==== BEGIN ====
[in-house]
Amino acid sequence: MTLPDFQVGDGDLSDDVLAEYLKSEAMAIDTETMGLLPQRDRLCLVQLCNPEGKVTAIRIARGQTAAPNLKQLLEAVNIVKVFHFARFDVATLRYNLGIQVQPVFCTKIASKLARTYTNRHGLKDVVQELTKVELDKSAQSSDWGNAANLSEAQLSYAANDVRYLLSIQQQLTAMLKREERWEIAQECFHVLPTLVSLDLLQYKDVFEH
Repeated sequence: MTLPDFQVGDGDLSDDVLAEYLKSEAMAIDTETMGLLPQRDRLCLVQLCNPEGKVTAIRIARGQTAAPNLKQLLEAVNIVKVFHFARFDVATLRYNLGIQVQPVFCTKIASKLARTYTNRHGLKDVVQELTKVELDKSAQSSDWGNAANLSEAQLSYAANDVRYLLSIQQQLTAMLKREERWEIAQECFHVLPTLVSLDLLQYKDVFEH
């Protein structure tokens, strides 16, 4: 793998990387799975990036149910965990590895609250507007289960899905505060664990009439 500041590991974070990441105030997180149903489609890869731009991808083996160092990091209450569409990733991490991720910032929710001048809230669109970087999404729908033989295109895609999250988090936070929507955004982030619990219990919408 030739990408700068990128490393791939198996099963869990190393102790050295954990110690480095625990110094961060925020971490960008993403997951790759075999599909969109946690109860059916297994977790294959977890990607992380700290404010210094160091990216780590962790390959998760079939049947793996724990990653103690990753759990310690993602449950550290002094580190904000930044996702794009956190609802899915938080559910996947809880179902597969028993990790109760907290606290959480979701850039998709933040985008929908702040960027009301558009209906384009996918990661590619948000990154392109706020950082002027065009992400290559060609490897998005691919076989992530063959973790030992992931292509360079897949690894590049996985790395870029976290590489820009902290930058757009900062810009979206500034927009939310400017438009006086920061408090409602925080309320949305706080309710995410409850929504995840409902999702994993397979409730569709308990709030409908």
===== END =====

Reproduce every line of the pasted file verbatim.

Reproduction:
[in-house]
Amino acid sequence: MTLPDFQVGDGDLSDDVLAEYLKSEAMAIDTETMGLLPQRDRLCLVQLCNPEGKVTAIRIARGQTAAPNLKQLLEAVNIVKVFHFARFDVATLRYNLGIQVQPVFCTKIASKLARTYTNRHGLKDVVQELTKVELDKSAQSSDWGNAANLSEAQLSYAANDVRYLLSIQQQLTAMLKREERWEIAQECFHVLPTLVSLDLLQYKDVFEH
Repeated sequence: MTLPDFQVGDGDLSDDVLAEYLKSEAMAIDTETMGLLPQRDRLCLVQLCNPEGKVTAIRIARGQTAAPNLKQLLEAVNIVKVFHFARFDVATLRYNLGIQVQPVFCTKIASKLARTYTNRHGLKDVVQELTKVELDKSAQSSDWGNAANLSEAQLSYAANDVRYLLSIQQQLTAMLKREERWEIAQECFHVLPTLVSLDLLQYKDVFEH
């Protein structure tokens, strides 16, 4: 793998990387799975990036149910965990590895609250507007289960899905505060664990009439 500041590991974070990441105030997180149903489609890869731009991808083996160092990091209450569409990733991490991720910032929710001048809230669109970087999404729908033989295109895609999250988090936070929507955004982030619990219990919408 030739990408700068990128490393791939198996099963869990190393102790050295954990110690480095625990110094961060925020971490960008993403997951790759075999599909969109946690109860059916297994977790294959977890990607992380700290404010210094160091990216780590962790390959998760079939049947793996724990990653103690990753759990310690993602449950550290002094580190904000930044996702794009956190609802899915938080559910996947809880179902597969028993990790109760907290606290959480979701850039998709933040985008929908702040960027009301558009209906384009996918990661590619948000990154392109706020950082002027065009992400290559060609490897998005691919076989992530063959973790030992992931292509360079897949690894590049996985790395870029976290590489820009902290930058757009900062810009979206500034927009939310400017438009006086920061408090409602925080309320949305706080309710995410409850929504995840409902999702994993397979409730569709308990709030409908």